- Support a pathway to citizenship for undocumented immigrants -- 83 percent; oppose -- 15 percent.
- Let the Affordable Care Act stand as is or expand it -- 64 percent; shrink it or repeal it entirely -- 33 percent.
- Find Trump's Twitter use reckless and distracting -- 70 percent; find it an effective and informative tool -- 19 percent.
Those are some pretty dismal numbers for Trump and his agenda. The only issue that even has 40 percent approval is Trump's travel ban -- all the others are in the 30s or worse. And his support among Republicans seems to be slipping across the board.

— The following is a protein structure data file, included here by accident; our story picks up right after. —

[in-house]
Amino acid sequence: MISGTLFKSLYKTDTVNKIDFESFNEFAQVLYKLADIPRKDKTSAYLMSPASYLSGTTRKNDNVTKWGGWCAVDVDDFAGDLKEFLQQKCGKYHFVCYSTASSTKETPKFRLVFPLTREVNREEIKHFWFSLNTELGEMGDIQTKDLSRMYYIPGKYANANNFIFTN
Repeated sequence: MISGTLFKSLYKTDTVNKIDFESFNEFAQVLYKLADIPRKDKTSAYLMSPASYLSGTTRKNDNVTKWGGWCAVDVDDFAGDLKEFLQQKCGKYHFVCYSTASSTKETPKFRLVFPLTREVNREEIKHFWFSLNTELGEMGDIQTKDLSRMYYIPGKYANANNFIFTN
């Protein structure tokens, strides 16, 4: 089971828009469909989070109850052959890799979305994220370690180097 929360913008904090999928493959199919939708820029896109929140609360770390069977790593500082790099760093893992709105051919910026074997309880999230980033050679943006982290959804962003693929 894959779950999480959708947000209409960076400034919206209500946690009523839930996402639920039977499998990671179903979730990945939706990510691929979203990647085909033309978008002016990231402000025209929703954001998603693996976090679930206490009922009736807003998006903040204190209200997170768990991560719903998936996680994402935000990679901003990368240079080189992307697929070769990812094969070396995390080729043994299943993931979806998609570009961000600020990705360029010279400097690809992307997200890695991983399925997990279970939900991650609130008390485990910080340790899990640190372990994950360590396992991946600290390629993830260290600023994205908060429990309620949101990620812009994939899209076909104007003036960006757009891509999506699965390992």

Trump does probably have a bump in the polls coming with his own base, at least. It's looking like the Senate will confirm his Supreme Court nominee this week, which will score Trump somewhat of a political trifecta. First, it'll be a big win for Trump over Democrats. Up until now, Trump has largely been defeated by either judges (his travel ban's failure) or his own fellow Republicans (the Ryancare trainwreck). But this one will be a straight-up partisan fight, and Trump's going to win in the end. So that should hearten his base a bit. Secondly, conservatives will love seeing Neil Gorsuch confirmed. Trump's always been fairly weak with traditional conservatives (who have never quite trusted Trump, for good reason), so this should shore up some goodwill for Trump among the conservative base. And thirdly, it'll be a win for Trump and proof that the federal government isn't totally broken. Most voters don't really care much about filibusters and the rules of the Senate, but they will see "Trump actually getting something done in Congress," which (to date) hasn't happened at all, really. So Trump might win a few independents back solely because he'll be seen as getting something done, for better or for worse.